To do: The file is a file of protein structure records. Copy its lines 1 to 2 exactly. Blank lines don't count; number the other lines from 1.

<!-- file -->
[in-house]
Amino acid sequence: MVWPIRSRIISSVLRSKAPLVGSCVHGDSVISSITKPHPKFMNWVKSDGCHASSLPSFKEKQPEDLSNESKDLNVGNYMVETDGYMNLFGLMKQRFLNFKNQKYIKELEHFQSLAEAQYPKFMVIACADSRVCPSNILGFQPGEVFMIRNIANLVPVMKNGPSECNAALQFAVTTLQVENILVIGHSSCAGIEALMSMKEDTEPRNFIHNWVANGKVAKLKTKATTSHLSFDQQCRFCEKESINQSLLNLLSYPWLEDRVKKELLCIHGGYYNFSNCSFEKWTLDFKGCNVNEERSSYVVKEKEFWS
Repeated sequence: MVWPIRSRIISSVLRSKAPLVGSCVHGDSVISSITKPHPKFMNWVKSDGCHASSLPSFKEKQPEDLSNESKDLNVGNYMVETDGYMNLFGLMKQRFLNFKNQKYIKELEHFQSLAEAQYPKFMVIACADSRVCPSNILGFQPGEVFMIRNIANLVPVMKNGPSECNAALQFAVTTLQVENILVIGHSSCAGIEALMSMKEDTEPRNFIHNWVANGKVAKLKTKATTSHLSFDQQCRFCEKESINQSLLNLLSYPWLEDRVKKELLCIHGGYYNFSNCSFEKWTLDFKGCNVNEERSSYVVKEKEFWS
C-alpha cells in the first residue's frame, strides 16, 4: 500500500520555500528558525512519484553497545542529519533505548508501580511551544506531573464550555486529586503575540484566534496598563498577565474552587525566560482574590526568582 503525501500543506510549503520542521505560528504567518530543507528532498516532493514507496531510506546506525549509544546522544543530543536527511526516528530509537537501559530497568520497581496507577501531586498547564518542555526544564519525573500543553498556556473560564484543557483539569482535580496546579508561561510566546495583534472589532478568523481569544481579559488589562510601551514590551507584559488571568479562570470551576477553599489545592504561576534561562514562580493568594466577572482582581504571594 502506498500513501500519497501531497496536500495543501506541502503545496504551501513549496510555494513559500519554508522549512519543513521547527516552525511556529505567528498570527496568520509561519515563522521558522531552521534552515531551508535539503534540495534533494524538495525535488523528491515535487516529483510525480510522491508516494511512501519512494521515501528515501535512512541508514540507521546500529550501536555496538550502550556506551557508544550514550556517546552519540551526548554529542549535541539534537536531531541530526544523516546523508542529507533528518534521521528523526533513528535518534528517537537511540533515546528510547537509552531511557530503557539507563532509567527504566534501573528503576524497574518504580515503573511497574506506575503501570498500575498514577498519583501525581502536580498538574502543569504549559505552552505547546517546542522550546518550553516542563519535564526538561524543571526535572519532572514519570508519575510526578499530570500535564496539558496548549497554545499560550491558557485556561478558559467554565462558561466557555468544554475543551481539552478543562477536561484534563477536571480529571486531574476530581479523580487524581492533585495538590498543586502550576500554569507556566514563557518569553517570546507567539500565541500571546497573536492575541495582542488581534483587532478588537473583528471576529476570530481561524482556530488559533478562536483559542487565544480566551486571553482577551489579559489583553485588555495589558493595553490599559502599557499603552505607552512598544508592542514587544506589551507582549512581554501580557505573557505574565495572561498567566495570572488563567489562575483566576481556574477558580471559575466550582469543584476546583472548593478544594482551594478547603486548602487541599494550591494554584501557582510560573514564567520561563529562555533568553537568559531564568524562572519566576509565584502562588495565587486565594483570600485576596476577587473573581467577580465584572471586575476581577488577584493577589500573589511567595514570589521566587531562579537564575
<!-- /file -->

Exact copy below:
[in-house]
Amino acid sequence: MVWPIRSRIISSVLRSKAPLVGSCVHGDSVISSITKPHPKFMNWVKSDGCHASSLPSFKEKQPEDLSNESKDLNVGNYMVETDGYMNLFGLMKQRFLNFKNQKYIKELEHFQSLAEAQYPKFMVIACADSRVCPSNILGFQPGEVFMIRNIANLVPVMKNGPSECNAALQFAVTTLQVENILVIGHSSCAGIEALMSMKEDTEPRNFIHNWVANGKVAKLKTKATTSHLSFDQQCRFCEKESINQSLLNLLSYPWLEDRVKKELLCIHGGYYNFSNCSFEKWTLDFKGCNVNEERSSYVVKEKEFWS